Composer and clarinetist Jörg Widmann is spending a busy season in New York as Carnegie Hall's 2019-2020 Richard and Barbara Debs Composer, one highlight certainly being his first meeting with the International Contemporary Ensemble (the city's go-to for contemporary composer portraits). ICE played five of Widmann's works (the composer conducting and playing one solo piece) in Carnegie's basement level Zankel Hall – a smaller theater than the grand room but with better acoustics save for the soft rumbling of the nearby subway (Widmann seemed to hold pauses until trains passed on two occasions, as if out of deference to the other sounds that inhabit the room).

Jörg Widmann
© Richard Termine

The first piece on the program was the 2010 octet Liebeslied and indeed it seemed Widmann was turning the ensemble on: a sustained note from the reeds was followed by a pluck from the strings and then, like the flipping of a switch, we were in the midst of tonal intensity, accentuated by crashing gongs. Within minutes, it was a clear demonstration of the sudden mood swings at which Widmann (in his music, at least) is so adept. Quick tension and release and contrasting tempos created a fraught beauty. If much of contemporary composition lacks emotion, this seemed almost to have too much of it.

The 2006 Quintet for Oboe, Clarinet, Horn, Bassoon and Piano, divided into 18 fleeting sections, represented another immersion; Widmann can create suspense in a heartbeat, and in this case released it with a long and audible exhalation across the ensemble then a pregnant pause before launching into an odd, darkly playful theme. The piece is a tribute to Mozart's Quintet for piano and winds (K.452) but ups the emotive ante, both the somber and the humor, including percussive slaps to the instruments and a monstrously “out of tune” march.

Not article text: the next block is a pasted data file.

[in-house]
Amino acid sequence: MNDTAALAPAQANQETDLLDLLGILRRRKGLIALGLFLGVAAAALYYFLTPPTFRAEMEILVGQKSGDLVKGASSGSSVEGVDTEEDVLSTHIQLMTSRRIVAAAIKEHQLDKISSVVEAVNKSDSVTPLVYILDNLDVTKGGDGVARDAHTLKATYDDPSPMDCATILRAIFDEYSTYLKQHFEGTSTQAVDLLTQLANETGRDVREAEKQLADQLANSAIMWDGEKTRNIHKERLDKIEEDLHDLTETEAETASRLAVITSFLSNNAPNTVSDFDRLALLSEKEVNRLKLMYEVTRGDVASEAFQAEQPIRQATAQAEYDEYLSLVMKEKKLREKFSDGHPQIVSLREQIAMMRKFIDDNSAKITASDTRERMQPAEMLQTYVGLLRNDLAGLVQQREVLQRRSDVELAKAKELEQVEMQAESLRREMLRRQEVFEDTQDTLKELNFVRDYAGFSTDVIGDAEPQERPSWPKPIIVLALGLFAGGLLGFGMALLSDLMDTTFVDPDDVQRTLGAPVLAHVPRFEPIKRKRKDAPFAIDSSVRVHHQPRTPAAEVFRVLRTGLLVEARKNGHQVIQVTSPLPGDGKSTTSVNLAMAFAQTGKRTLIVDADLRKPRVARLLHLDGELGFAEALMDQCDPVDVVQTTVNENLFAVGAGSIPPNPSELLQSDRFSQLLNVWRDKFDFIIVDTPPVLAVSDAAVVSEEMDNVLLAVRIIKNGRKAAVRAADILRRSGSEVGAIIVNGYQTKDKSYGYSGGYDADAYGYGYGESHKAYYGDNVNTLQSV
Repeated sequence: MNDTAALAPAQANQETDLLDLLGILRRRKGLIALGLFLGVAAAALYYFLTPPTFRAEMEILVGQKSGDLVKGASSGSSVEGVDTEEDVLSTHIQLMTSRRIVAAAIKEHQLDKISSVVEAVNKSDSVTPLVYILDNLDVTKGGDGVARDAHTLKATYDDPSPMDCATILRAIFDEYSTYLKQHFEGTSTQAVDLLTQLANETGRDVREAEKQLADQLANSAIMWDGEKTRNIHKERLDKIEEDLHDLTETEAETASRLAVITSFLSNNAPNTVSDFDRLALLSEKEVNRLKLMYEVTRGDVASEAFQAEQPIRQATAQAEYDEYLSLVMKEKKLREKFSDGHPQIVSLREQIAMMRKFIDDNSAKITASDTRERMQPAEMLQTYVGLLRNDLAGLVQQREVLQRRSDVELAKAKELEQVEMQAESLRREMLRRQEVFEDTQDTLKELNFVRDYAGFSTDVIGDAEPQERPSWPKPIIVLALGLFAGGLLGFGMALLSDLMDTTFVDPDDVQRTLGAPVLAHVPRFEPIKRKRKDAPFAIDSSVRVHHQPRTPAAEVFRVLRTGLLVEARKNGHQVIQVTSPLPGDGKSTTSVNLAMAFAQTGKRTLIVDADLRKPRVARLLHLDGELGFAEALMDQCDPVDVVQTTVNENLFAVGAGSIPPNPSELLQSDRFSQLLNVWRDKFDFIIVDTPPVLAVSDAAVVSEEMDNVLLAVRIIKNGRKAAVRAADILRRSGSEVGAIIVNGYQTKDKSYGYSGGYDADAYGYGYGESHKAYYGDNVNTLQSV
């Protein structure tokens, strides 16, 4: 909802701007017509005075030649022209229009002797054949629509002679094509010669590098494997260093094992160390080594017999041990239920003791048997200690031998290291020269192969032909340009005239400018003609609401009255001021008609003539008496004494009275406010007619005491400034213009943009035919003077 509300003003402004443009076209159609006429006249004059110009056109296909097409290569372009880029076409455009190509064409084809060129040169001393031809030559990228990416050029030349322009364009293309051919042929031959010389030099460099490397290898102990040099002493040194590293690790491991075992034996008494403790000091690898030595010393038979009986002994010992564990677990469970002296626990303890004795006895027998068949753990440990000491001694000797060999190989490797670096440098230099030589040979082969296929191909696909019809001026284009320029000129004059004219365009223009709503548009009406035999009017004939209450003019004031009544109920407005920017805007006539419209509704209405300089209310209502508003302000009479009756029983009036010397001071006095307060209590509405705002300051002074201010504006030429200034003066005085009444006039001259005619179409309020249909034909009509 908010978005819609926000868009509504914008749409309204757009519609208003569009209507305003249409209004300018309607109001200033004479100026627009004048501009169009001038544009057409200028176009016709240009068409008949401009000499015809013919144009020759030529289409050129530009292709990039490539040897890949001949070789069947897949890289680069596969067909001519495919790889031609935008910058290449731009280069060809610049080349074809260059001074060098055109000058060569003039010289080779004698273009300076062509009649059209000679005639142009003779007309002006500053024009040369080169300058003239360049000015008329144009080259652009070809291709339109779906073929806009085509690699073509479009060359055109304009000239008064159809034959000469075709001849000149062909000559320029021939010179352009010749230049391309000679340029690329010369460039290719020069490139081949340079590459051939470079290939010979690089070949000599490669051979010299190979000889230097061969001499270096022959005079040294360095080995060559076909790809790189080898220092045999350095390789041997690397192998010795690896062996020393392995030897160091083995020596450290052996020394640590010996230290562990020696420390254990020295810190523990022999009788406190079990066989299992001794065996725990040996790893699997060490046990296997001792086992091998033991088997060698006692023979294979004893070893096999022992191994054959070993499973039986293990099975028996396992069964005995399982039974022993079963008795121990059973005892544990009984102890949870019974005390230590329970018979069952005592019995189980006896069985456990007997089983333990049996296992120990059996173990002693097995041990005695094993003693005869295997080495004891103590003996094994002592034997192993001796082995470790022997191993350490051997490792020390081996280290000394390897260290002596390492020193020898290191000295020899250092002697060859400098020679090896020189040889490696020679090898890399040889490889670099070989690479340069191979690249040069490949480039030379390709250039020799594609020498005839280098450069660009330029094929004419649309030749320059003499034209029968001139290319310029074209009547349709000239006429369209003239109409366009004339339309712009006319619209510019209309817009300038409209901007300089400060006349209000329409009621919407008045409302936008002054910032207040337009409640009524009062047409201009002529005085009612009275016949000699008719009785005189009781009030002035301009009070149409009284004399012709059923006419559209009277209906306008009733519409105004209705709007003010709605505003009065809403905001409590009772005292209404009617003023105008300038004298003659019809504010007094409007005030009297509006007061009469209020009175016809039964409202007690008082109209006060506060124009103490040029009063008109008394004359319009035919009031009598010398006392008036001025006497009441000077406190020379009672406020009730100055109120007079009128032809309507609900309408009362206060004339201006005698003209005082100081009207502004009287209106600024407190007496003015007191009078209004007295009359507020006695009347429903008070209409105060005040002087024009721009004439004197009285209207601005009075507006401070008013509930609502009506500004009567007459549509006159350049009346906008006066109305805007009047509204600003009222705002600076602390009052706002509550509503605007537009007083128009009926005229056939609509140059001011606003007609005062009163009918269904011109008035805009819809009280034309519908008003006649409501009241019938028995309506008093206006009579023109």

Even in fragments and miniatures, it was the ensemble pieces that were most satisfying, allowing Widmann not to build arguments but define subjects by contrast. A beautifully played celesta section brought the quintet to a close with an isolated, ascending line, an unexpected, undiluted expression of hope, even grace.

Jörg Widmann conducts the ICE
© Richard Termine

The solo pieces were more virtuosic and a bit more clever. The 2005 Air for French horn was played by David Byrd-Marrow, positioned next to the open piano to create a resonance around knotty lines reminiscent of Anthony Braxton's saxophone. Violinist Josh Modney played the 2001 Etude no. 2, which called on him to sing along from the first note, requiring some level of certainty of pitch, although the piece seemed to waver about in sustained dissonances and ghostly tritones before settling into what seemed a broken sonata with some parts lost.

Widmann played the third solo piece of the evening himself, Three Shadow Dances, and his playing was maybe even more exciting than his writing – although as he was playing his own music it's a fictive line. He delivered the three-movement (fast, slow, fast) sonata with a quick-wit and remarkable tonal control, moving from three music-stand stations spanning the stage.

The evening ended with Freie Stücke for large ensemble, beginning in a whisper from the flutes, then a murmur from the low strings and violins passing like a breeze. A woodblock strike and contrabass glissando put the ensemble in motion, although only for a moment. Like the Quintet, it was built in short, continuous movements (ten in this case) and a flair for suspense. Here it dissolved into resolution, seemingly without change. The question became its own answer, the real mystery being just what the mystery was. It was a wonderful bit of sleight of hand, but it was more than that. Widmann's music seems a succumbing to nonsense, whether playful or existential. It's remarkably human with the sweat wiped away. Somehow, he makes it seem like he didn't have to try.